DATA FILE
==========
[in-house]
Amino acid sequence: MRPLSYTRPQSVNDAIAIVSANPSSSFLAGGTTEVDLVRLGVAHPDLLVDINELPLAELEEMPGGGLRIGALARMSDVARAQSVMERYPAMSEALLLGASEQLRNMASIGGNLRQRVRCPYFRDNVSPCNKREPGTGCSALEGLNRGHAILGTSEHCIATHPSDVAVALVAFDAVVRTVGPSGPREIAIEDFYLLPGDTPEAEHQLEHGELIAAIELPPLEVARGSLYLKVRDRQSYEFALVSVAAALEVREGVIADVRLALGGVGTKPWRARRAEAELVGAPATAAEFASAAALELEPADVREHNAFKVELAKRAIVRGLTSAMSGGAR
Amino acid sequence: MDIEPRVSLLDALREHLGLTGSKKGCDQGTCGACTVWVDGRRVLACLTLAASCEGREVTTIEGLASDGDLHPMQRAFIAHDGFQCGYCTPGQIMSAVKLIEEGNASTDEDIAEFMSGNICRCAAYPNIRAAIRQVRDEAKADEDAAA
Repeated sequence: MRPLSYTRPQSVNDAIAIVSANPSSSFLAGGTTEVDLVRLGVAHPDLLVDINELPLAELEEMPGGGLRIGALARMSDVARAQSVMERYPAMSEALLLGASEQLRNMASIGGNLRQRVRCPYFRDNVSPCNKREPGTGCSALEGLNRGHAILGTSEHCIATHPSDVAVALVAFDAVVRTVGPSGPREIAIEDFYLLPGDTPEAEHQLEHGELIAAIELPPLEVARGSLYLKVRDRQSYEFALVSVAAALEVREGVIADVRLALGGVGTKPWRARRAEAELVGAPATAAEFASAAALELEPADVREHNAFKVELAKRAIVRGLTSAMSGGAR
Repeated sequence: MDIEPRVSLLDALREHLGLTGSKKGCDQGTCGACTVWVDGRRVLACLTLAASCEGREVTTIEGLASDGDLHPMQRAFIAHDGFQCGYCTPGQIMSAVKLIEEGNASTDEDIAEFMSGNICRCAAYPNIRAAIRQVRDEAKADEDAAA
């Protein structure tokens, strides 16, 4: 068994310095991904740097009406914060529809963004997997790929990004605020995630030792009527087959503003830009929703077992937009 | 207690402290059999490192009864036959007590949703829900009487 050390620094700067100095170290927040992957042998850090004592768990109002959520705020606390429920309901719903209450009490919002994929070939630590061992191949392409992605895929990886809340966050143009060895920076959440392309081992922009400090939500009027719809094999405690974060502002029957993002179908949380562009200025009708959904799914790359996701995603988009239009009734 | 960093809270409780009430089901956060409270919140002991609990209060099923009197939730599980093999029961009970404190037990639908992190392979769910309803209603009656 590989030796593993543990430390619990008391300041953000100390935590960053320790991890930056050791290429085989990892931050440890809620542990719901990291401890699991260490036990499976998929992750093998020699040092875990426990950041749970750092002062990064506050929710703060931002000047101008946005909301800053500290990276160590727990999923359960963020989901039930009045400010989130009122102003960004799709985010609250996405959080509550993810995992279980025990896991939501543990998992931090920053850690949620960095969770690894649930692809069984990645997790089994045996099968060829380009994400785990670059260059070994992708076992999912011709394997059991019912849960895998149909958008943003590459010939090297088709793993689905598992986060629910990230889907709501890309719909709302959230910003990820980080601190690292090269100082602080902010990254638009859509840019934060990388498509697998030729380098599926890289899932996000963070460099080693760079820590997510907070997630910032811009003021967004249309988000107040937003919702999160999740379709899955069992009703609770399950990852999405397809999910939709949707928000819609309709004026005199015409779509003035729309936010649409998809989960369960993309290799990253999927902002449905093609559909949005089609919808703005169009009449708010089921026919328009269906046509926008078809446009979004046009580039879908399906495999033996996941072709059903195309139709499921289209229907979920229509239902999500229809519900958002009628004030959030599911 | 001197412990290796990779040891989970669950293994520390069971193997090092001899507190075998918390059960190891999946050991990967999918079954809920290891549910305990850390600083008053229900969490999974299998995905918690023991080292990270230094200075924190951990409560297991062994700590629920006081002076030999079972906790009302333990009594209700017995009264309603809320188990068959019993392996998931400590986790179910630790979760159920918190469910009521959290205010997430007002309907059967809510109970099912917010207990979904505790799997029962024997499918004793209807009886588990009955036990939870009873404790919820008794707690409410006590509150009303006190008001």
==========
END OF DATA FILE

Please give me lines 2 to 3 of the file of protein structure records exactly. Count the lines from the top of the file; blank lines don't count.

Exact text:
Amino acid sequence: MRPLSYTRPQSVNDAIAIVSANPSSSFLAGGTTEVDLVRLGVAHPDLLVDINELPLAELEEMPGGGLRIGALARMSDVARAQSVMERYPAMSEALLLGASEQLRNMASIGGNLRQRVRCPYFRDNVSPCNKREPGTGCSALEGLNRGHAILGTSEHCIATHPSDVAVALVAFDAVVRTVGPSGPREIAIEDFYLLPGDTPEAEHQLEHGELIAAIELPPLEVARGSLYLKVRDRQSYEFALVSVAAALEVREGVIADVRLALGGVGTKPWRARRAEAELVGAPATAAEFASAAALELEPADVREHNAFKVELAKRAIVRGLTSAMSGGAR
Amino acid sequence: MDIEPRVSLLDALREHLGLTGSKKGCDQGTCGACTVWVDGRRVLACLTLAASCEGREVTTIEGLASDGDLHPMQRAFIAHDGFQCGYCTPGQIMSAVKLIEEGNASTDEDIAEFMSGNICRCAAYPNIRAAIRQVRDEAKADEDAAA